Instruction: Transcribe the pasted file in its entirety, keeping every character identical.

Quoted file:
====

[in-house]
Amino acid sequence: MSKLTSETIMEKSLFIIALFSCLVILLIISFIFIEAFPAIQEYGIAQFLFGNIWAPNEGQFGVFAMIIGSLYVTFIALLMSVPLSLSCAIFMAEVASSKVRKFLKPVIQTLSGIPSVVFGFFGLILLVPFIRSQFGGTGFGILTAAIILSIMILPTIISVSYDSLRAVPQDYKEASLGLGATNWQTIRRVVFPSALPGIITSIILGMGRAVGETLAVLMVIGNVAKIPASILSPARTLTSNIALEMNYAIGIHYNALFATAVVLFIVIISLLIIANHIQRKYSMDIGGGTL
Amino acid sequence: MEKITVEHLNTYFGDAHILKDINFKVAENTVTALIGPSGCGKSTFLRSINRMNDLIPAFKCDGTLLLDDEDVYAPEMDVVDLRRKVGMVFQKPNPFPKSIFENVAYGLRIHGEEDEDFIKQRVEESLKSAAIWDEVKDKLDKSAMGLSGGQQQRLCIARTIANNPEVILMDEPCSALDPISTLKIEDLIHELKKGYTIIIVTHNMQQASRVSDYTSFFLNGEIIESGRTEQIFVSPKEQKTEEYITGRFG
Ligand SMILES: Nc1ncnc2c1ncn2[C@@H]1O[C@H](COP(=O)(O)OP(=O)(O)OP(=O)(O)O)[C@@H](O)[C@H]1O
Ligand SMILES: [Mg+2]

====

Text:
[in-house]
Amino acid sequence: MSKLTSETIMEKSLFIIALFSCLVILLIISFIFIEAFPAIQEYGIAQFLFGNIWAPNEGQFGVFAMIIGSLYVTFIALLMSVPLSLSCAIFMAEVASSKVRKFLKPVIQTLSGIPSVVFGFFGLILLVPFIRSQFGGTGFGILTAAIILSIMILPTIISVSYDSLRAVPQDYKEASLGLGATNWQTIRRVVFPSALPGIITSIILGMGRAVGETLAVLMVIGNVAKIPASILSPARTLTSNIALEMNYAIGIHYNALFATAVVLFIVIISLLIIANHIQRKYSMDIGGGTL
Amino acid sequence: MEKITVEHLNTYFGDAHILKDINFKVAENTVTALIGPSGCGKSTFLRSINRMNDLIPAFKCDGTLLLDDEDVYAPEMDVVDLRRKVGMVFQKPNPFPKSIFENVAYGLRIHGEEDEDFIKQRVEESLKSAAIWDEVKDKLDKSAMGLSGGQQQRLCIARTIANNPEVILMDEPCSALDPISTLKIEDLIHELKKGYTIIIVTHNMQQASRVSDYTSFFLNGEIIESGRTEQIFVSPKEQKTEEYITGRFG
Ligand SMILES: Nc1ncnc2c1ncn2[C@@H]1O[C@H](COP(=O)(O)OP(=O)(O)OP(=O)(O)O)[C@@H](O)[C@H]1O
Ligand SMILES: [Mg+2]